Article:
May 3, 2014


Media Slant: A Question of Cause and Effect (N. GREGORY MANKIW, 5/03/14, NY Times)

A natural hypothesis is that a media outlet's perspective reflects the ideology of its owner. Indeed, much regulatory policy is premised on precisely this view. Policy makers sometimes take a jaundiced view of media consolidation on the grounds that high levels of cross-ownership reduce the range of political perspectives available to consumers.

From their study of newspapers, however, Mr. Gentzkow and Mr. Shapiro, find little evidence to support this hypothesis. After accounting for confounding factors like geographic proximity, they find that two newspapers with the same owner are no more likely to be ideologically similar than two random papers. Moreover, they find no correlation between the political slant of a paper and the owner's ideology, as judged by political donations.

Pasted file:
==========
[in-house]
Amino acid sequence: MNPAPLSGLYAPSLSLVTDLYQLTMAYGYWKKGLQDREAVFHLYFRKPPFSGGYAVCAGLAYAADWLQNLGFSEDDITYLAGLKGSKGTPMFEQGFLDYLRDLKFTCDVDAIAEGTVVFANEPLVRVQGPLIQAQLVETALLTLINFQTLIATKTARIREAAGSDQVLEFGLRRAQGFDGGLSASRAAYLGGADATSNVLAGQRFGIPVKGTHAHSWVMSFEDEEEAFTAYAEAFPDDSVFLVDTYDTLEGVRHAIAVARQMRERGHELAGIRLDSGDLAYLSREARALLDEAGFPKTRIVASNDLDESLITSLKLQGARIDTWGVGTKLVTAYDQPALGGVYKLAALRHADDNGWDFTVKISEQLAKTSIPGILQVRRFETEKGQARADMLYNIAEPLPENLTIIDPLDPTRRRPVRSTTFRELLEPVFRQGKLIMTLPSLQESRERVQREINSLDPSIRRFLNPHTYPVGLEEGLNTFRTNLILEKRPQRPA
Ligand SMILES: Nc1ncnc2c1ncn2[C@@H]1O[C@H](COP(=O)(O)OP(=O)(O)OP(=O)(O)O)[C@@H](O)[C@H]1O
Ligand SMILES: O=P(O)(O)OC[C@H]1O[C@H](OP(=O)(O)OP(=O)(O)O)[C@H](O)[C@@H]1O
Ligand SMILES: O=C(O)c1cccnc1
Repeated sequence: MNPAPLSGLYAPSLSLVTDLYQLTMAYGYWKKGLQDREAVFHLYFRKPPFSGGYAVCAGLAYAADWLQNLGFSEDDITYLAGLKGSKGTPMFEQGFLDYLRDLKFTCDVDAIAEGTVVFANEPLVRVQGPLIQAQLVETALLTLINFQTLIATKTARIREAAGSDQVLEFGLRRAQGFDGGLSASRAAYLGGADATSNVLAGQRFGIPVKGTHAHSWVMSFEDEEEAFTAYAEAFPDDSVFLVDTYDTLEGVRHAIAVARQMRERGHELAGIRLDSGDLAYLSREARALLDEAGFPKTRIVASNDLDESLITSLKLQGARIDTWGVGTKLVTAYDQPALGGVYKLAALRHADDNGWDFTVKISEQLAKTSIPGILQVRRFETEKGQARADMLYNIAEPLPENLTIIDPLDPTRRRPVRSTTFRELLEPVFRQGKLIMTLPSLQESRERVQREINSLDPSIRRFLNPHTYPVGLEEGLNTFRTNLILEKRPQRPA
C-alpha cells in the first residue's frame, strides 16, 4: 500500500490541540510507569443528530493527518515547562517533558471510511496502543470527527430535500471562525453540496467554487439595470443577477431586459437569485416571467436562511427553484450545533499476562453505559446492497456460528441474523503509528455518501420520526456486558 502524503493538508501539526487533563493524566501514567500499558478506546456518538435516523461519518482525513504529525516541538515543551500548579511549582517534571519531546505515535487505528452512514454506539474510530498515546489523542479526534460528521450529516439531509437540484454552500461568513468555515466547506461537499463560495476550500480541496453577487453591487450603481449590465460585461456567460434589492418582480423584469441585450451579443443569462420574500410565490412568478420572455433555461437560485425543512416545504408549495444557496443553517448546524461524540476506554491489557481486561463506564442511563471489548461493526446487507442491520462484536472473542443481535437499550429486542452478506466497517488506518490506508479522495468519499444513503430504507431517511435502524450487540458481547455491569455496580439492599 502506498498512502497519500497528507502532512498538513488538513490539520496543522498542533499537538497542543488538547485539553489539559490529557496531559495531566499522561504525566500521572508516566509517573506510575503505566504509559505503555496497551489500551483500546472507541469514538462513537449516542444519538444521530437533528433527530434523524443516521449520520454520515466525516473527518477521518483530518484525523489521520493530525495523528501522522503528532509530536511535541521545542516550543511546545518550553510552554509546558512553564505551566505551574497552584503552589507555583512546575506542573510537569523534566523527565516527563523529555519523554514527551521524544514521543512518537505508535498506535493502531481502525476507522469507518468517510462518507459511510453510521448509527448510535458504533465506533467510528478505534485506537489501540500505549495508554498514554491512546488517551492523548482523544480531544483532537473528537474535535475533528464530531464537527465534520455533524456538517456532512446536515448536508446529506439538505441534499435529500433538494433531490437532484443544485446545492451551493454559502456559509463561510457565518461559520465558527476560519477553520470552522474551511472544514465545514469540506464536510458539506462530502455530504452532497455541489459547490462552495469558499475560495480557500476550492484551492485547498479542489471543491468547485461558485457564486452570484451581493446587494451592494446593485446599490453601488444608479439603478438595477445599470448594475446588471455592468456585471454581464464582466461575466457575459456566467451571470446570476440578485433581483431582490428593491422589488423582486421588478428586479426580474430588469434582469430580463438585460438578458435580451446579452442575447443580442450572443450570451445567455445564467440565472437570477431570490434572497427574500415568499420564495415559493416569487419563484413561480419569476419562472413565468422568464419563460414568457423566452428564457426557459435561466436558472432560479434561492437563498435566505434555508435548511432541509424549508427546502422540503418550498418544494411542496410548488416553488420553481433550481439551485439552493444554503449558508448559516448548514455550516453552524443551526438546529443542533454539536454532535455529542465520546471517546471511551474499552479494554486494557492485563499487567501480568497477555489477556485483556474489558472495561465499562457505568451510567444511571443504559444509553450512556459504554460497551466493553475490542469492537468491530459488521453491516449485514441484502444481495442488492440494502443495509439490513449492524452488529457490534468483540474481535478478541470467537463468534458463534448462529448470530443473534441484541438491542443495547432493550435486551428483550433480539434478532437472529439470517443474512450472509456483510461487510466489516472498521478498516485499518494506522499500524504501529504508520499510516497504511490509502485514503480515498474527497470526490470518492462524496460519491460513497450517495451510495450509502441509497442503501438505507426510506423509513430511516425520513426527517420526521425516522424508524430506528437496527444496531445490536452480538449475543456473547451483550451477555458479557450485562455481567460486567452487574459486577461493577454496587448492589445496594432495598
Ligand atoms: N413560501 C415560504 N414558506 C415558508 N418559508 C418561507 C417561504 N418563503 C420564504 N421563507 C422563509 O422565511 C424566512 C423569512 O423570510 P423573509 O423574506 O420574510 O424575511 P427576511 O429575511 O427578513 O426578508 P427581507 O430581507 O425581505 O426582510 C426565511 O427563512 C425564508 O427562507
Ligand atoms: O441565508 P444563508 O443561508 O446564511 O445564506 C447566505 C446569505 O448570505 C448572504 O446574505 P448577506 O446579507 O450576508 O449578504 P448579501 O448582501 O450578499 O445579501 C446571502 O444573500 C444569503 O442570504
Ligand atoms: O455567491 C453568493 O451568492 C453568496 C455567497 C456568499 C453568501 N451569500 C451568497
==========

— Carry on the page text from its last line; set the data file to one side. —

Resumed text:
So, if not the owner's politics, what determines whether a newspaper leans left or right? To answer this question, Mr. Gentzkow and Mr. Shapiro focus on regional papers, ignoring the few with national scope, like The Times. They find that potential customers are crucial.

If a paper serves a liberal community, it is likely to lean left, and if it serves a conservative community, it is likely to lean right. In addition, once its political slant is set, a paper is more likely to be read by households who share its perspective. [...]

The bottom line is simple: Media owners generally do not try to mold the population to their own brand of politics. Instead, like other business owners, they maximize profit by giving customers what they want.

Which is how you end up in the echo chamber.

Posted by at May 3, 2014 7:28 PM

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